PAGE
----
BRISTOL — As we lifted off slowly from the ground, I began to think, for the first time, about how high 1,000 feet is. It’s very high no matter how you look at it, but it’s even higher in a large, hot air balloon.
I was part of the ‘press launch,’ a preview of this weekend’s Balloons Over Bristol festival at Memorial Boulevard Middle School.
At 5 a.m. Friday, looking down from the balloon with Mick Murphy, my pilot, and his assistant, Steve Uschchak, I watched Page Park shrink away behind me.
“You see,” Murphy said, pointing to an instrument inside the small, wicker basket, “the air inside the balloon is about 122 degrees, whereas the air outside is 54.”
I peered up into the nylon chute overhead, watching a 5-foot column of orange flame scream above us.
“Because the air is so much warmer inside and the envelope captures the heat generated,” Murphy said, “we flat through the colder surrounding air. That’s how it works.”
He seemed genuinely impressed with the process.
In fact, despite his countless hours in the air — 13 years since his first flight, the experience that prompted him to form a ballooning company with his brother — he seemed genuinely impressed with everything about the morning ride.
I’d expected it to be jerky, unstable, wind howling in my ears. Instead, as we passed over Bristol Eastern High School, ascending steadily, the most frightening thing about it was the quiet.
The only sounds we could hear were those coming off the ground. Dogs barked and other balloonists scrambled to lift off, early risers heading to their morning destinations. We could hear it all.
A jogger waved to us from below and I realized as we waved back, noting our height (about 300 feet and climbing), that I could hear her footsteps on the pavement. It was eerie, but somehow calming.
Below, in a white van, was one of Murphy’s students, chasing us and keeping us in view.
“You have to have a good chaser,” Murphy said. “The worst landings are when you touch down nd there’s no (car) access.”
“Then you have to take this thing apart yourself and carry it. The basket alone weighs about 600 pounds. I’ve huffed and puffed it back. It’s not fun.”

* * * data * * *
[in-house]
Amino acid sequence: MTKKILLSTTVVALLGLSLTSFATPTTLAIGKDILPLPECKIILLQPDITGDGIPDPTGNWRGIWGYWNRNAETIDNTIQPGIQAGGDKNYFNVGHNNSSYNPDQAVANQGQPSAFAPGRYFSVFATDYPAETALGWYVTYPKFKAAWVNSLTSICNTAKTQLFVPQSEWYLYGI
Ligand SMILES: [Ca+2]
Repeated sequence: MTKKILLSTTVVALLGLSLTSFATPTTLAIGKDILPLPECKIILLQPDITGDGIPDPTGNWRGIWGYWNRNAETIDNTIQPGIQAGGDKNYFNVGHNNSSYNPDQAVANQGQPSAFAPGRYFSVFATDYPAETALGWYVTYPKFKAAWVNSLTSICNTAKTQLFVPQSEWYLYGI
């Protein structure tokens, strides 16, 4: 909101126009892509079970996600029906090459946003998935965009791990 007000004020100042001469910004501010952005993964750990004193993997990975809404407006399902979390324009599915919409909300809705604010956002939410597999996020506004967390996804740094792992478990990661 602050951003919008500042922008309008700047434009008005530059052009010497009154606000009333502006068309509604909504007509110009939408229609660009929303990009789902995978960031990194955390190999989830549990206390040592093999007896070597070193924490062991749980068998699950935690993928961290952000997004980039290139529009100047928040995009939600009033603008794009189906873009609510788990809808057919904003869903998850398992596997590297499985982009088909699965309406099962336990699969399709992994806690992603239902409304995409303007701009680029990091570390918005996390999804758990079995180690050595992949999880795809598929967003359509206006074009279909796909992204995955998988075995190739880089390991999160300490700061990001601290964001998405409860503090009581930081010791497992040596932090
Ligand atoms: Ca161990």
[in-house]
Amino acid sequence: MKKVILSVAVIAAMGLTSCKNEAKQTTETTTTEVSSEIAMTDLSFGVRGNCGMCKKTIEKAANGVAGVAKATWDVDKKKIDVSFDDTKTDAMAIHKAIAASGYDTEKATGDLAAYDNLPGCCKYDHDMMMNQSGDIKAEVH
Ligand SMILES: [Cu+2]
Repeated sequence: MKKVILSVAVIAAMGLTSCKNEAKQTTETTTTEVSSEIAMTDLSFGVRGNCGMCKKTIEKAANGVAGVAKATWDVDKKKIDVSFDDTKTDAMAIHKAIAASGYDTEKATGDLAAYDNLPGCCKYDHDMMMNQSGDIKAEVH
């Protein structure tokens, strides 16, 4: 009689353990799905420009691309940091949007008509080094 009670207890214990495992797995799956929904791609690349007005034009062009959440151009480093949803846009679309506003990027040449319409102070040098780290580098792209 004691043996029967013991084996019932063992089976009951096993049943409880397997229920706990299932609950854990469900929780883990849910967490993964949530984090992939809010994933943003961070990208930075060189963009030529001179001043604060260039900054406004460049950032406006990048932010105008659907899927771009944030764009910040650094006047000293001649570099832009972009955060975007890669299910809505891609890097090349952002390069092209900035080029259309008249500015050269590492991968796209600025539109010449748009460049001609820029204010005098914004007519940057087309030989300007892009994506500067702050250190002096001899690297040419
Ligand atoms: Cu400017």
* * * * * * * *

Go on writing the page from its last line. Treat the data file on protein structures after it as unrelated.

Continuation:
As Bristol faded in the distance, Murphy began to sell me on ballooning. I didn’t bother telling him that the view had already done the job.
“Ballooning was really the first form of flight,” Murphy said, “a hundred years before Orville and Wilbur Wright.”
According to Murphy, the whole thing began with a pair of French brothers who manufactured paper. Watching a sheet of paper float across a smoke-fed fire, the two decided to construct a smoke-powered balloon. A few mistakes later, they came to their senses and bean to use hot air.
“These days we use propane,” Murphy said as he pointed to two 10-galloon tanks, “which is the same stuff you have on your barbecues at home.”
As a set of menacing high-voltage wires came into view, Ushchak, the assistant, chimed in.
“Those things, the wires, are the most dangerous thing about ballooning,” he said.
Ushchak, 65, has only recently taken up ballooning.
“Why don’t we try to pick a target?” Murphy said.
At first, we looked to touch down in a few open fields.
“We have a great respect for the landowners,” Murphy said. “They’re always great about letting us land on their property.”
Unable to maneuver fast enough, we missed our chosen field and had to press further up and on.
We next targeted The Aquaturf, where, according to Murphy, a ballooning festival called “frozen buns” is held every January.
After a number of attempted landings foiled by the wind, we finally set down on the lawn of Meriden man who greeted us in bare feet and shorts. He invited us in for coffee.
“People love balloons,” Murphy said. “They’re never upset by our landing and usually invite us to come back.”
In exchange for the landing space, Murphy distributed certificates for free balloon rides, a generous gift at an average of $225 per flight.
“We can control the up and down part of things,” Murphy said as we disassembled the balloon. “But beyond that, we’re really at the mercy of the wind. It was a beautiful morning, though, and it’s going to be a beautiful weekend for the festival.”
Joe Wilbur is a Reporter for Youth Journalism International. He wrote this as a correspondent for The Bristol Press.
Leave a Comment